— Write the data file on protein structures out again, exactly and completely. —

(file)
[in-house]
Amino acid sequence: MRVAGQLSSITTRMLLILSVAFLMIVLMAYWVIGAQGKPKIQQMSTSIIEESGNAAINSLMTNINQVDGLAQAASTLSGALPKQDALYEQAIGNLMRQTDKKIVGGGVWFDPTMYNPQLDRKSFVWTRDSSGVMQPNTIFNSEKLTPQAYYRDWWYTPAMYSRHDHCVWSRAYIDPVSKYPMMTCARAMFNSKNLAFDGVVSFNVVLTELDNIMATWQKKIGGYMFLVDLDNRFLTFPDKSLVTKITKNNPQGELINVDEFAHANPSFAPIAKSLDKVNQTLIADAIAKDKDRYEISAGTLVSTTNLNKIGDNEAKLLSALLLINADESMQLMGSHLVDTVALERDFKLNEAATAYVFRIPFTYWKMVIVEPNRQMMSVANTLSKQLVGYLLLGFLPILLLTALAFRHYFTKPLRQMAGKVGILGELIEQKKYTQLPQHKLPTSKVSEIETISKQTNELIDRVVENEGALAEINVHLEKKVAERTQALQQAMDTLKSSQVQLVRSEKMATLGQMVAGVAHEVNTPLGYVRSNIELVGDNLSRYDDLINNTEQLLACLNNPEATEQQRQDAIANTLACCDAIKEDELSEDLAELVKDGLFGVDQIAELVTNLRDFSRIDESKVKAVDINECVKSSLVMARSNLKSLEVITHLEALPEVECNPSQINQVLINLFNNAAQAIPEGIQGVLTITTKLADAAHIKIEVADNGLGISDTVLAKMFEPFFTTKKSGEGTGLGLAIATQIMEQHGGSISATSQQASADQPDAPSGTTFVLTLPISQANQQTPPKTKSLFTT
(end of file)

[in-house]
Amino acid sequence: MRVAGQLSSITTRMLLILSVAFLMIVLMAYWVIGAQGKPKIQQMSTSIIEESGNAAINSLMTNINQVDGLAQAASTLSGALPKQDALYEQAIGNLMRQTDKKIVGGGVWFDPTMYNPQLDRKSFVWTRDSSGVMQPNTIFNSEKLTPQAYYRDWWYTPAMYSRHDHCVWSRAYIDPVSKYPMMTCARAMFNSKNLAFDGVVSFNVVLTELDNIMATWQKKIGGYMFLVDLDNRFLTFPDKSLVTKITKNNPQGELINVDEFAHANPSFAPIAKSLDKVNQTLIADAIAKDKDRYEISAGTLVSTTNLNKIGDNEAKLLSALLLINADESMQLMGSHLVDTVALERDFKLNEAATAYVFRIPFTYWKMVIVEPNRQMMSVANTLSKQLVGYLLLGFLPILLLTALAFRHYFTKPLRQMAGKVGILGELIEQKKYTQLPQHKLPTSKVSEIETISKQTNELIDRVVENEGALAEINVHLEKKVAERTQALQQAMDTLKSSQVQLVRSEKMATLGQMVAGVAHEVNTPLGYVRSNIELVGDNLSRYDDLINNTEQLLACLNNPEATEQQRQDAIANTLACCDAIKEDELSEDLAELVKDGLFGVDQIAELVTNLRDFSRIDESKVKAVDINECVKSSLVMARSNLKSLEVITHLEALPEVECNPSQINQVLINLFNNAAQAIPEGIQGVLTITTKLADAAHIKIEVADNGLGISDTVLAKMFEPFFTTKKSGEGTGLGLAIATQIMEQHGGSISATSQQASADQPDAPSGTTFVLTLPISQANQQTPPKTKSLFTT